I'm taking a class and have free (as in beer) access to b/w
chemicals. Also, I have a few rolls of color (and some slides) laying
around and would be interested to see what they look like when cross
It's kind of silly, but I don't plan on using the rolls for anything
Now what might be worth trying, but I haven't done...
Dev in B&W chem. Re-Expose to light, and then redevelop in
normal chemistry. In theory this should give you a positive
image but with an orange mask. Scan and adjust out the
orange mask, (or print with a ciba process and filter out
the mask) and you should have a usable image but with odd
Alternatively use E6 film, Dev in B&W, reexpose, then dev in
C41. In theory you should get a tranny with an incorrect
I'd be curious if anyone has ever tried these processes.
> chris....@gmail.com wrote:
>> Does anyone have some ballpark times or even qualitative guesses for
>> processing color print film with black and white chemicals?
>> I'm taking a class and have free (as in beer) access to b/w
>> chemicals. Also, I have a few rolls of color (and some slides) laying
>> around and would be interested to see what they look like when cross
>> It's kind of silly, but I don't plan on using the rolls for anything
> Hi, wish I'd seen this sooner, Don't Do It. Cross pricessing is running
> C41 in E6 or vice versa. One time I mistakenly ran one sheet of 4x5 b/w
> thru E6 and it came out clear. Never did it withC41 but I'm pretty sure
> you'd get similiar results. The most popular way is C41 in E6.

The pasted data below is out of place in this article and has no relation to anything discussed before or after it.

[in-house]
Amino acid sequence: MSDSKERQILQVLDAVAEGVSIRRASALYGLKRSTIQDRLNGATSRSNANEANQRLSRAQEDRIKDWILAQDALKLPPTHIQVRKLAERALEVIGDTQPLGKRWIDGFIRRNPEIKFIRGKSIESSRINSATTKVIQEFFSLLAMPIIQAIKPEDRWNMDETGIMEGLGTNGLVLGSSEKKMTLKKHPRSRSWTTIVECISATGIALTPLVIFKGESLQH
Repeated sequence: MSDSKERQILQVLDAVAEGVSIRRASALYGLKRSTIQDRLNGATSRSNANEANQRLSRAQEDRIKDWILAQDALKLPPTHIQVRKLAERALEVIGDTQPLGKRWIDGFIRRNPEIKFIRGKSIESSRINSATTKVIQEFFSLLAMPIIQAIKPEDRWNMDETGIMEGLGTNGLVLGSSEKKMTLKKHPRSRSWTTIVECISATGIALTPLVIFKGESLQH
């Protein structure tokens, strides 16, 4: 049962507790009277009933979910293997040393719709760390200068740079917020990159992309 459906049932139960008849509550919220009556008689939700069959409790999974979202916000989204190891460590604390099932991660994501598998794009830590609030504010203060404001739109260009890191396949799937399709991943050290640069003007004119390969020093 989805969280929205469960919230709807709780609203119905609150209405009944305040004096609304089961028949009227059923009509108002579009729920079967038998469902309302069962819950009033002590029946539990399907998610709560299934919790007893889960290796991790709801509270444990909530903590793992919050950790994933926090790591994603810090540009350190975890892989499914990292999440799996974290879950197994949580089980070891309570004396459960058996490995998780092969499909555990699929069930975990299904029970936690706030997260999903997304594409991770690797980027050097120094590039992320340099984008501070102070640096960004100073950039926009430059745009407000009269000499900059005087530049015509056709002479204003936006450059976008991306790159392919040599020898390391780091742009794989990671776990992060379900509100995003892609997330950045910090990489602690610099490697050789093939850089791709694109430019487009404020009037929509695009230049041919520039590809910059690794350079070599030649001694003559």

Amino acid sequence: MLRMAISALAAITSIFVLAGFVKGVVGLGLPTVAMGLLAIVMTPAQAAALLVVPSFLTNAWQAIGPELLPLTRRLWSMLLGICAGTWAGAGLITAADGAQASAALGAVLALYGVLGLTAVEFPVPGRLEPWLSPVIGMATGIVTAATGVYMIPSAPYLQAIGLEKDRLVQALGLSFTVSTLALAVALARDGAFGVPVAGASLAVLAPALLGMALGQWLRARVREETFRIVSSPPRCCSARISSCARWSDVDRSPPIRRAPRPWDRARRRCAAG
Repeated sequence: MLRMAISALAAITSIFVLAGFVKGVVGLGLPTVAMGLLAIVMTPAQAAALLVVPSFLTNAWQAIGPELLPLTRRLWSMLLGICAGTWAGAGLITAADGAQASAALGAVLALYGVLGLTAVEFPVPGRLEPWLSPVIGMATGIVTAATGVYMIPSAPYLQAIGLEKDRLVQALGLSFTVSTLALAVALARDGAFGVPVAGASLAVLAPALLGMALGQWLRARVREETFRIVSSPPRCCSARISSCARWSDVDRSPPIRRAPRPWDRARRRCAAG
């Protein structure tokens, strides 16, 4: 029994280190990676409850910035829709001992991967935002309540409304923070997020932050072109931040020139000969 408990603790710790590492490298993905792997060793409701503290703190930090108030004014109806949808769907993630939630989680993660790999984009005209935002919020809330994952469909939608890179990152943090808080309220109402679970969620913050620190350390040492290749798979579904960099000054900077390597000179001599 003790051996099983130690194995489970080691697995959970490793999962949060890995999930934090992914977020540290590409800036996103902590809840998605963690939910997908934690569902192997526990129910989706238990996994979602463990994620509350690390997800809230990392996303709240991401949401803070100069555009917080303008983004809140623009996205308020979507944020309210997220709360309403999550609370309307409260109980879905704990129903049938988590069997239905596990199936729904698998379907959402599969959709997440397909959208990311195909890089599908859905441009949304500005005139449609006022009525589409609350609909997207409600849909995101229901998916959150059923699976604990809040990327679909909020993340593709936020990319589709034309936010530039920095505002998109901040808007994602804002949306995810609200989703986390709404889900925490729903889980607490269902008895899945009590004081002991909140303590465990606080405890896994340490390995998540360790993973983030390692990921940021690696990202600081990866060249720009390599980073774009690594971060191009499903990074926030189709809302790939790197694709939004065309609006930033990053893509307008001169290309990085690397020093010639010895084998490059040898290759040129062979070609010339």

Reread what he wrote: he says he as access to black & white chemicals.
Made From Pears: Pretty good chance that the product is at least
Made With Pears: Pretty good chance that pears will be detectable in
Contains Pears: One pear seed per multiple tons of product.
(with apologies to Dorothy L. Sayers)
Processing color print film in B&W chemicals will yield a low contrast
negative with an orange mask, making it fairly difficult to print. For
developing times, start with times/temps about the same as Tri-X or a bit
As for processing B&W films in color chemicals, there is one simple problem:
color negative images are made from dyes, not silver. The dye image is
formed and then the silver is removed. I have developed B&W film in C-41
developer and C-41 fixer, leaving out the bleach step, and it works, but the
chemical activity is fairly low-- longer times and high temps (100F) are
Go ahead and do your cross-processing fun to get it out of your system. By
the way, processing slide film in C-41 chemistry is kinda neat.